Mertur was a conqueror. That much was plain. In fifteen years, the man had conquered almost the whole continent, forcing the remaining kingdoms to bind together in alliances. The land of Merturia was a land of dark magic, and Mertur was a dark wizard, or so they said.
The war had come to Sewton ten years ago, no matter what ‘they’ said, they all agreed on that. Rumour had it that many darker things dwelt in the forest now, and according to the fathers of the villages, that much was true, too. No man dared venture off the path, lest he be taken by a vampire, a goblin, or worse. Mertur also had a penchant for killing, and they said he had killed off the great giants, the mighty wizards, and the powerful witches. Some also said that in the land of Merturia, lords and captains changed alliances strangely, as if they had always been devoted to him from their first breath.
Whoever they were or whatever they said, it wouldn’t change the truth of Kevin’s life.
Kevin was a poor farmer in the land Merturia, on a farm outside the town of Sewton. Kevin had been a small boy when the soldiers came, only eight. He was eighteen now, and he found it hard to care one way or another who ruled the land and how they came to rule it. He did have to admit, however, that life under Mertur had a certain oppressive quality. From the stories his father told him, men didn’t always have to fear the forest. They didn’t always have to light candles at night or beware what came from the darkness. Wizards and witches, once helpful to the villages, spreading goodwill and helping out even the lowest of serfs, were now distant memories.
Of course, there were other ways of seeing an oppressive regime. Much more of his crop was taken now, to feed the soldiers on other fronts. The lord demanded higher taxes, which meant he had to grow more food, meaning they could not afford to leave the fields to fallow. This meant more work, and harsher soil. And pennies and iron pieces were taken out of circulation in order to salvage the metal, forcing the price of all the goods to go up. Mertur had nearly the whole continent under his control now, save for a small but well-defended kingdom to the east, and lands northwest. There were islands to the south as well that were not completely conquered.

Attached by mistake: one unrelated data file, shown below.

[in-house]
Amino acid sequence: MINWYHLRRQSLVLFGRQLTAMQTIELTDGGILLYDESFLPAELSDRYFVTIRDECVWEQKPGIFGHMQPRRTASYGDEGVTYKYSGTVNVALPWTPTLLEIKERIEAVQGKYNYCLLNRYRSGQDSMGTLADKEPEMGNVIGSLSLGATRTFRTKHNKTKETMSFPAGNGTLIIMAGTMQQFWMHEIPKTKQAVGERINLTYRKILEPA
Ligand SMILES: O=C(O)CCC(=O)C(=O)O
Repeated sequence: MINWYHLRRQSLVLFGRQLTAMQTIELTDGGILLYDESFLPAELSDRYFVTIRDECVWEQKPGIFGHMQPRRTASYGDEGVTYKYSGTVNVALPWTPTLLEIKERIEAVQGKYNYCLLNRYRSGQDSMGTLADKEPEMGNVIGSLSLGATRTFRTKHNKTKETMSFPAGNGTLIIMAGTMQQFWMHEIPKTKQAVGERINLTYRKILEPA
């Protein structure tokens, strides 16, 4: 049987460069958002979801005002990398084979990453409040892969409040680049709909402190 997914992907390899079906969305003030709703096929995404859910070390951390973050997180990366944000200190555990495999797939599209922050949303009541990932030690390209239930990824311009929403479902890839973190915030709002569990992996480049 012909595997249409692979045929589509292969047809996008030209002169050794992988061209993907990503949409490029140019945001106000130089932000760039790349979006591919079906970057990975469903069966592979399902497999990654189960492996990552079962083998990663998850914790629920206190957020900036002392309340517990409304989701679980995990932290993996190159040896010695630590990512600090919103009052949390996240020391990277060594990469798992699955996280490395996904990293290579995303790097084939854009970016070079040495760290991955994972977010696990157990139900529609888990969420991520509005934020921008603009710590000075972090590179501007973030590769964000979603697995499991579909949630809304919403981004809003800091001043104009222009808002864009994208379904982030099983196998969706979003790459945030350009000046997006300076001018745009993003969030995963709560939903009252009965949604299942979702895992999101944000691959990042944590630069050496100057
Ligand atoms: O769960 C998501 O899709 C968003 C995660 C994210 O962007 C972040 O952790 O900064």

Fortunately, the war had mostly missed the small nearby town of Sewton. It was a short walk along a dirt road, where it sat on the edge of a forest on one end, and fields on the other. The mayor was little more than a peasant himself, the only difference being his house was larger and made of brick, where everyone else had to use wood or cobbles with thatched roofs. The mayor got a last name, too. He was the only person in the town with a last name.
But Kevin was without question a farmer. He would always be a farmer, just as his father was, and his grandfather before him, and so on, for uncounted generations since the beginning of Arrealma. Not always on this farm, perhaps, but on farms just like it. He didn’t consider farming a poor job (though it was), but he had still dreamt about travelling and new experiences. All his life, he’d never left Sewton. Yet, Kevin yearned for adventure! They’d sing songs of his journey! Or at least they would, if he were not so poor.
As a boy, Kevin had often pretended to go on adventures. He would steal princesses, save towns, slay dragons and somehow he’d never run short of food or money. His opponents had been leaves and trees and rats, and whenever he went hunting with his older brother, he’d pretend the rabbit was a fearsome troll. Not that he hit it too often. His brother never seemed to care, though. Jake had once humoured him and pretended to be a dragon, and pretended to lay slain when Kevin poked him.
Adventure was a thing that lowly peasant farmers would never get, though. He couldn’t even read, and they had no money for him to learn. Kevin had learned not to expect adventure from the world the summer after Sewton had been conquered.
His father’s fields had been burned, his crops trampled by the rampage of an army. Kevin didn’t even know whose side they had been on. It didn’t really matter. With Jake’s help, they salvaged enough of the crop that they might have a better harvest next year. The battle was won by Mertur, but either way his family would have lost. A lord came, removed Sewton’s old mayor, and took three-quarters of their already shortened crop! And, when that was done, told them to be grateful he hadn’t taken more!